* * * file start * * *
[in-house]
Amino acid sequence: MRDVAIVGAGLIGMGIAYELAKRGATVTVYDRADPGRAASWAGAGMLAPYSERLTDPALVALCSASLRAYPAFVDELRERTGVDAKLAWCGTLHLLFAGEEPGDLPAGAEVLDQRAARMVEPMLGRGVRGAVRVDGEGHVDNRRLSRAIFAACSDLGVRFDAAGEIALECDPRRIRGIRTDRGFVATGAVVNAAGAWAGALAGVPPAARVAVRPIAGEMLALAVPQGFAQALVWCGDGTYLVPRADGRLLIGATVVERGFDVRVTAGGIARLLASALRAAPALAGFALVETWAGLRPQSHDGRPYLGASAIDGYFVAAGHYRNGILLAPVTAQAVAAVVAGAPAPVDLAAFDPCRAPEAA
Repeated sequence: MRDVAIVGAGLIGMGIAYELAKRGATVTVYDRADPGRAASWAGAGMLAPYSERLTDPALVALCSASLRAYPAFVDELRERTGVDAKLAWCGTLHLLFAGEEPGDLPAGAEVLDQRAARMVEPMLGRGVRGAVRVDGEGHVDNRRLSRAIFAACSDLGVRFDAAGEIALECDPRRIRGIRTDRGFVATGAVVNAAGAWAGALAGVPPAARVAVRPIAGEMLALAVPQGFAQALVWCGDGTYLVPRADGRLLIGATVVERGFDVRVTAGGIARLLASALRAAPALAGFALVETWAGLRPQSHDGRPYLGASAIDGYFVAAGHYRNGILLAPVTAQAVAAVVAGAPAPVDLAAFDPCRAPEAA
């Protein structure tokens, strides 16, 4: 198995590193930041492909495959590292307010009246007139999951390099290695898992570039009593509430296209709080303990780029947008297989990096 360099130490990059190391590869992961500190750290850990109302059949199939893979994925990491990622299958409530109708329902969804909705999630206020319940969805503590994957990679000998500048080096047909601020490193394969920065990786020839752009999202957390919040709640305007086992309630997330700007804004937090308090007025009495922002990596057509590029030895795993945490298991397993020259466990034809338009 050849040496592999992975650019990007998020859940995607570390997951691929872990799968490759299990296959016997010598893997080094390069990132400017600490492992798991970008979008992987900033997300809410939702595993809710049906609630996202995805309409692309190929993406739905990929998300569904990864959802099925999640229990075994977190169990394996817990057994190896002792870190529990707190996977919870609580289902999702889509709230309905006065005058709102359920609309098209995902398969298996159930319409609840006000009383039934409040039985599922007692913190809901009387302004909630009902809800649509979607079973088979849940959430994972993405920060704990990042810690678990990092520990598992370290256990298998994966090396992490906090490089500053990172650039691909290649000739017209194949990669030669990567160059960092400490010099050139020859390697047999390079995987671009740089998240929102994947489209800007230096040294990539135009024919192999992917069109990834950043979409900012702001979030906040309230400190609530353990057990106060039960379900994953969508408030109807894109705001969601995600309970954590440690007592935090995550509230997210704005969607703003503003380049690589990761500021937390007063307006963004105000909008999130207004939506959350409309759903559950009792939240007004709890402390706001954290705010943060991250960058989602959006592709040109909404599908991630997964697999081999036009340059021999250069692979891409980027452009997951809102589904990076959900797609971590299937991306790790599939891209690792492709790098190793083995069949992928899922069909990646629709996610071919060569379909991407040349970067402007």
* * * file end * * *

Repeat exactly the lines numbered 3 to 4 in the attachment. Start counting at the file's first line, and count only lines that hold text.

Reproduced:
Repeated sequence: MRDVAIVGAGLIGMGIAYELAKRGATVTVYDRADPGRAASWAGAGMLAPYSERLTDPALVALCSASLRAYPAFVDELRERTGVDAKLAWCGTLHLLFAGEEPGDLPAGAEVLDQRAARMVEPMLGRGVRGAVRVDGEGHVDNRRLSRAIFAACSDLGVRFDAAGEIALECDPRRIRGIRTDRGFVATGAVVNAAGAWAGALAGVPPAARVAVRPIAGEMLALAVPQGFAQALVWCGDGTYLVPRADGRLLIGATVVERGFDVRVTAGGIARLLASALRAAPALAGFALVETWAGLRPQSHDGRPYLGASAIDGYFVAAGHYRNGILLAPVTAQAVAAVVAGAPAPVDLAAFDPCRAPEAA
């Protein structure tokens, strides 16, 4: 198995590193930041492909495959590292307010009246007139999951390099290695898992570039009593509430296209709080303990780029947008297989990096 360099130490990059190391590869992961500190750290850990109302059949199939893979994925990491990622299958409530109708329902969804909705999630206020319940969805503590994957990679000998500048080096047909601020490193394969920065990786020839752009999202957390919040709640305007086992309630997330700007804004937090308090007025009495922002990596057509590029030895795993945490298991397993020259466990034809338009 050849040496592999992975650019990007998020859940995607570390997951691929872990799968490759299990296959016997010598893997080094390069990132400017600490492992798991970008979008992987900033997300809410939702595993809710049906609630996202995805309409692309190929993406739905990929998300569904990864959802099925999640229990075994977190169990394996817990057994190896002792870190529990707190996977919870609580289902999702889509709230309905006065005058709102359920609309098209995902398969298996159930319409609840006000009383039934409040039985599922007692913190809901009387302004909630009902809800649509979607079973088979849940959430994972993405920060704990990042810690678990990092520990598992370290256990298998994966090396992490906090490089500053990172650039691909290649000739017209194949990669030669990567160059960092400490010099050139020859390697047999390079995987671009740089998240929102994947489209800007230096040294990539135009024919192999992917069109990834950043979409900012702001979030906040309230400190609530353990057990106060039960379900994953969508408030109807894109705001969601995600309970954590440690007592935090995550509230997210704005969607703003503003380049690589990761500021937390007063307006963004105000909008999130207004939506959350409309759903559950009792939240007004709890402390706001954290705010943060991250960058989602959006592709040109909404599908991630997964697999081999036009340059021999250069692979891409980027452009997951809102589904990076959900797609971590299937991306790790599939891209690792492709790098190793083995069949992928899922069909990646629709996610071919060569379909991407040349970067402007």